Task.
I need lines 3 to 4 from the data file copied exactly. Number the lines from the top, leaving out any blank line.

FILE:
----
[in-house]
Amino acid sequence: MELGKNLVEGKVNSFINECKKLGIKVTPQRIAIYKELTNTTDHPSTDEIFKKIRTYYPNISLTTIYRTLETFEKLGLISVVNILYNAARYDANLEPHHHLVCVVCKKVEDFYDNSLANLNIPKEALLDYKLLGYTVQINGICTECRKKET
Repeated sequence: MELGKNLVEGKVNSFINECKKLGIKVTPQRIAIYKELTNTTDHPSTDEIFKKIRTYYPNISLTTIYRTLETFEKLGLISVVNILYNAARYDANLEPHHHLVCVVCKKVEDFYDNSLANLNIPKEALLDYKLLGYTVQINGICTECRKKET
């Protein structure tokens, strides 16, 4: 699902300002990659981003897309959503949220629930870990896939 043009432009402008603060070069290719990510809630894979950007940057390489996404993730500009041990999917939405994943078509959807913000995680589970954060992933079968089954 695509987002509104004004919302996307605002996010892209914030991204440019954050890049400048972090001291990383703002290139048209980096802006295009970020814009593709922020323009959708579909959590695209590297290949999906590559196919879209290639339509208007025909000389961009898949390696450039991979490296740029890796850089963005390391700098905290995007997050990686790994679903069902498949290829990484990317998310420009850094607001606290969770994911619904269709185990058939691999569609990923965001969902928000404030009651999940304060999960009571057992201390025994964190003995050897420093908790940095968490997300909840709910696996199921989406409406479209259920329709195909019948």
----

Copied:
Repeated sequence: MELGKNLVEGKVNSFINECKKLGIKVTPQRIAIYKELTNTTDHPSTDEIFKKIRTYYPNISLTTIYRTLETFEKLGLISVVNILYNAARYDANLEPHHHLVCVVCKKVEDFYDNSLANLNIPKEALLDYKLLGYTVQINGICTECRKKET
């Protein structure tokens, strides 16, 4: 699902300002990659981003897309959503949220629930870990896939 043009432009402008603060070069290719990510809630894979950007940057390489996404993730500009041990999917939405994943078509959807913000995680589970954060992933079968089954 695509987002509104004004919302996307605002996010892209914030991204440019954050890049400048972090001291990383703002290139048209980096802006295009970020814009593709922020323009959708579909959590695209590297290949999906590559196919879209290639339509208007025909000389961009898949390696450039991979490296740029890796850089963005390391700098905290995007997050990686790994679903069902498949290829990484990317998310420009850094607001606290969770994911619904269709185990058939691999569609990923965001969902928000404030009651999940304060999960009571057992201390025994964190003995050897420093908790940095968490997300909840709910696996199921989406409406479209259920329709195909019948």